I had mulled around several ideas for a different navigation system.  The one I ended up choosing is based on weeks of the month, relative to the last day of the month.  For example, June has 30 days and there for, the weeks are as follows: 30-24, 23-17, 16-10, 9-3 and June 2 to May 27.  The makes for some overlap between months, but provides a constant location for each post.
   Implementation took nearly 3 days to complete.  Initially, I tried basing the weeks off the first of the month.  But that didn't work, since the posts are displayed newest to oldest—thus, latter days to earlier days.
   I also implemented a search function.  This took about 30 minutes.  The search area will do a regular expression search on the body of the article.  I suppose I could do more advanced searches, but I don't think they will be all that useful.
   Lesson learned about Internet Explorer: The "id" of a tag becomes a reserved javascript variable.  So if you have a tag called "SearchSpan", you can not do "SearchSpan = document.getElementById( "SearchSpan" );".  In effect, that has already been done-- but only in Internet Explorer.  So be careful of the id names you use in javascript as you may effect your javascript code.
   Pictured is an old, discarded electrical panel from one of the location I worked at this summer.
   I spent most of today trying to clear the paper work off my bench.  Afterwards, I had more bench space.  I also found the 250 gig hard drive from the Red-Dragon that "failed" in the RAID array.  Since it ended up buried, I had forgotten about it.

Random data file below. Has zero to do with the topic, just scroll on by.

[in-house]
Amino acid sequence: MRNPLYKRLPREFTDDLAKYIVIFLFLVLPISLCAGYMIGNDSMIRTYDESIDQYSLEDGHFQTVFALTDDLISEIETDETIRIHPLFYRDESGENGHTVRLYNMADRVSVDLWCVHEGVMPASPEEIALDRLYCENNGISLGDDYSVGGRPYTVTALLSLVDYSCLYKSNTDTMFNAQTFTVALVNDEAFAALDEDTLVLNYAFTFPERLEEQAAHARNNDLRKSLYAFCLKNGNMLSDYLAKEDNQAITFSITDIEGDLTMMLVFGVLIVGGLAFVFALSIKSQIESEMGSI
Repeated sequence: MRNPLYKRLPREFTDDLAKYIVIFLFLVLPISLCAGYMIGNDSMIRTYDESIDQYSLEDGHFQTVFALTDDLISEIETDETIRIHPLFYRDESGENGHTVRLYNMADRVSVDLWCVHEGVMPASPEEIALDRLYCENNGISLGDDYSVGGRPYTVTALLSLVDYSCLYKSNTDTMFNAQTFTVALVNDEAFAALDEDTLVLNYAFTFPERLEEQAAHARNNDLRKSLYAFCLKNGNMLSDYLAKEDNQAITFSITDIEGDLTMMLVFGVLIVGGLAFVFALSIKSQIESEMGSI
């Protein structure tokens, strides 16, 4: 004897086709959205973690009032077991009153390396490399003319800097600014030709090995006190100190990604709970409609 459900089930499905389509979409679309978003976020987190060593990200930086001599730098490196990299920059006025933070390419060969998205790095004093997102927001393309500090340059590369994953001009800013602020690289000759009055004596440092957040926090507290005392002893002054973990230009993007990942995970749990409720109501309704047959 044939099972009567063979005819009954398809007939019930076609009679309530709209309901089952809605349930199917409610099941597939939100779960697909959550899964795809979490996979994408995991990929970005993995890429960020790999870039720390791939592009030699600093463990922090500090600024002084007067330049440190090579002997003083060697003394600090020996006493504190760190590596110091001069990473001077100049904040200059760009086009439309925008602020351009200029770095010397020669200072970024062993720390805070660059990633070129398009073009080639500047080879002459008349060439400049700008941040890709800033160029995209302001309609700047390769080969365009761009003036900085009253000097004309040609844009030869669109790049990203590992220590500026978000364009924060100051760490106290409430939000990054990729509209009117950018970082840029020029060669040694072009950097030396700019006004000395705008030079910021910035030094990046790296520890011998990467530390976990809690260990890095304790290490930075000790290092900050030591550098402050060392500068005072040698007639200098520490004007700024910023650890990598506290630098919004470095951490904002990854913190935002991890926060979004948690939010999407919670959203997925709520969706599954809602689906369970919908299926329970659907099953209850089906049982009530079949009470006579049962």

This picture was setup purposely to have this odd angle. 
   The new UPS battery arrived today.  The UPSes are in a stack, and getting at the bottom UPS isn't easy.  Changing the battery isn't trivial either—it's practically shoehorned in.  The change took about 45 minutes all together, but that seems to have done the trick.  The UPS is again fully functional and serving power.
   Pictured is Gir from one of my favorite animated show, Invader Zim.

April 03, 2006

Looking back at the Grage site

   Interesting fact: The Garage site is the oldest webpage hosted on  It went on-line sometime in the fall of 1999 to host the original fireball pictures.  At the time, we used a free hosting service by the name of  They offered free, unlimited hosting with no advertising.  I thought to myself while writing this 'I wish I had a screen shot' to prove this.  Well, I do.  Here's crosswinds sign up page in January of 1999, courtesy of the Wayback machine.  Look at "Crosswinds' promises" to members.  Yep:

Crosswinds' promises to our members:

  • Our e-mail and personal web pages will always be free and unlimited.